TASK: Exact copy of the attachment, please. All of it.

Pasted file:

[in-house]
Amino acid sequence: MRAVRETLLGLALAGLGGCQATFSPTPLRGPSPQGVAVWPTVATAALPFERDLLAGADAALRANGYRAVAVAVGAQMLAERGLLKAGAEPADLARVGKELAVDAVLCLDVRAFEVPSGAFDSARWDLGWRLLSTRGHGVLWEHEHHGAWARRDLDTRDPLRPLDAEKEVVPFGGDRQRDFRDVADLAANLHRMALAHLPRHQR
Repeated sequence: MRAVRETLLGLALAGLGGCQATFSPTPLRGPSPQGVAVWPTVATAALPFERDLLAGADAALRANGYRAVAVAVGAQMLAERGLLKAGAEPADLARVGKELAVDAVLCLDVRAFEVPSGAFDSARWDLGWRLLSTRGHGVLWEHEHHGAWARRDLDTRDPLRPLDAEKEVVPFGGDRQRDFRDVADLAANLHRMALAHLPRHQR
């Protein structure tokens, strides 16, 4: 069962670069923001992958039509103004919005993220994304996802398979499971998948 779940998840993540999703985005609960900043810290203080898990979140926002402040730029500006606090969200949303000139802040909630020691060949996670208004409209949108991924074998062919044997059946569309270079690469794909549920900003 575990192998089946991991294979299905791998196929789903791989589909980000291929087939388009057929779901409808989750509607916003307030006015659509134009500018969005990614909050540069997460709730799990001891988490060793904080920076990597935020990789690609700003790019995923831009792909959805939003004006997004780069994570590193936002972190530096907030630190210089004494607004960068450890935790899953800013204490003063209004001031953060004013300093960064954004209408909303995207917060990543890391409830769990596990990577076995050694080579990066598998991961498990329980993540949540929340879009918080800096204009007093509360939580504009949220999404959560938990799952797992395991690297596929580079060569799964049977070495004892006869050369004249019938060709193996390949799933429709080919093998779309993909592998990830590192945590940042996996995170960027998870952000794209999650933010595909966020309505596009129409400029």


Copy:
[in-house]
Amino acid sequence: MRAVRETLLGLALAGLGGCQATFSPTPLRGPSPQGVAVWPTVATAALPFERDLLAGADAALRANGYRAVAVAVGAQMLAERGLLKAGAEPADLARVGKELAVDAVLCLDVRAFEVPSGAFDSARWDLGWRLLSTRGHGVLWEHEHHGAWARRDLDTRDPLRPLDAEKEVVPFGGDRQRDFRDVADLAANLHRMALAHLPRHQR
Repeated sequence: MRAVRETLLGLALAGLGGCQATFSPTPLRGPSPQGVAVWPTVATAALPFERDLLAGADAALRANGYRAVAVAVGAQMLAERGLLKAGAEPADLARVGKELAVDAVLCLDVRAFEVPSGAFDSARWDLGWRLLSTRGHGVLWEHEHHGAWARRDLDTRDPLRPLDAEKEVVPFGGDRQRDFRDVADLAANLHRMALAHLPRHQR
């Protein structure tokens, strides 16, 4: 069962670069923001992958039509103004919005993220994304996802398979499971998948 779940998840993540999703985005609960900043810290203080898990979140926002402040730029500006606090969200949303000139802040909630020691060949996670208004409209949108991924074998062919044997059946569309270079690469794909549920900003 575990192998089946991991294979299905791998196929789903791989589909980000291929087939388009057929779901409808989750509607916003307030006015659509134009500018969005990614909050540069997460709730799990001891988490060793904080920076990597935020990789690609700003790019995923831009792909959805939003004006997004780069994570590193936002972190530096907030630190210089004494607004960068450890935790899953800013204490003063209004001031953060004013300093960064954004209408909303995207917060990543890391409830769990596990990577076995050694080579990066598998991961498990329980993540949540929340879009918080800096204009007093509360939580504009949220999404959560938990799952797992395991690297596929580079060569799964049977070495004892006869050369004249019938060709193996390949799933429709080919093998779309993909592998990830590192945590940042996996995170960027998870952000794209999650933010595909966020309505596009129409400029």